Chase Kojima had dreams of becoming a professional tennis player, but his love for Japanese cooking eventually won out.
After growing up in his father's Japanese restaurant in San Francisco, Chase has since learnt some incredible skills and worked with some of the finest, freshest seafood.
Not only is he currently Head Chef at hatted restaurants at The Star, Sokyo and Kiyomi, he's also set to embark on a new challenge, joining forces with Victor Liong to merge the distinct flavours and techniques of Japan and China into one glorious culinary experience at a brand new restaurant, Chuuka, opening on July 3rd, in Sydney's Jones Bay Wharf.
We caught up with Chase to lift the lid on his inspirations, favourite ingredients and what it's like cooking for celebrities...
Why did you want to become a chef?
"When I was younger, I actually really wanted to become a professional tennis player – however my father had a very busy Japanese restaurant in San Francisco, California which I began helping at, when I was just 11. Slowly my passion began developing for cooking for people and seeing how happy we made out customers and from then on I fell in love with the industry."
Who is your biggest industry inspiration?
"My father, Sachio Kojima. An OG Japanese chef – he was very scary!"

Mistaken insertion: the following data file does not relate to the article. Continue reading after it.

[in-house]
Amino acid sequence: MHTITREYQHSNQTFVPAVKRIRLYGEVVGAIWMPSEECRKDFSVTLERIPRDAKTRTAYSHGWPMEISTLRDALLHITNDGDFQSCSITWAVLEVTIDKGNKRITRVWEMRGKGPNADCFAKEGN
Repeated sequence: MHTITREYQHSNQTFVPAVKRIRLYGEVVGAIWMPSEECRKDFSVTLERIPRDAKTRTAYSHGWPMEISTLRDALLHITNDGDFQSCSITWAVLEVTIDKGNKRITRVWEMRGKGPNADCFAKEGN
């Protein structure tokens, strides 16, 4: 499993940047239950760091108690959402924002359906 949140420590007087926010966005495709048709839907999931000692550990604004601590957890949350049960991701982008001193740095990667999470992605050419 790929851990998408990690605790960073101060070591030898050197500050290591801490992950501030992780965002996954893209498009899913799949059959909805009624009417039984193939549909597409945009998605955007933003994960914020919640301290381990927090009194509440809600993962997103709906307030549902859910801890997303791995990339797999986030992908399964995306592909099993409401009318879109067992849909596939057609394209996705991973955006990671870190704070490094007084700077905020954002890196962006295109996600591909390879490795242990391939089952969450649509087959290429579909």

What’s your go-to kitchen appliance?
"These days it would have to be my wok – it’s just so handy!"
Favourite ingredient to cook with?
"Ninben no tsuyu. It’s a dashi concentrate that I can add to anything that is lacking umami."
What is your career highlight so far?
"That’s a hard question. I was really excited when I cooked for celebrities – for examples I’ve cooked for the likes of Leonardo DiCaprio when they’ve filmed here and some big names in the sports world. That’s always a big moment for me... but perhaps would say when my dad finally came to Sydney from San Francisco and ate my food. I hadn’t seen him for over 10 years, so when he came to sample my food that was a big moment."
What staple meal do you cook regularly at home?
"A traditional Japanese breakfast. Grilled lightly salted fish, homemade pickles, perfectly cooked steamed yumepirikka rice, miso soup and hot green tea to wash it all down. Delicious!"
Can you tell us about the worst cooking blunder you’ve ever had?
"When I first started as a cook (I was one week in) we were at my father’s restaurant and I was making a California sushi roll. When I cut it, I accidently cut my finger really badly. My senior chef who was next to me asked me if I was ok, but actually he was just asking if the California roll was ok. Needless to say, we served the roll and I went to the hospital!"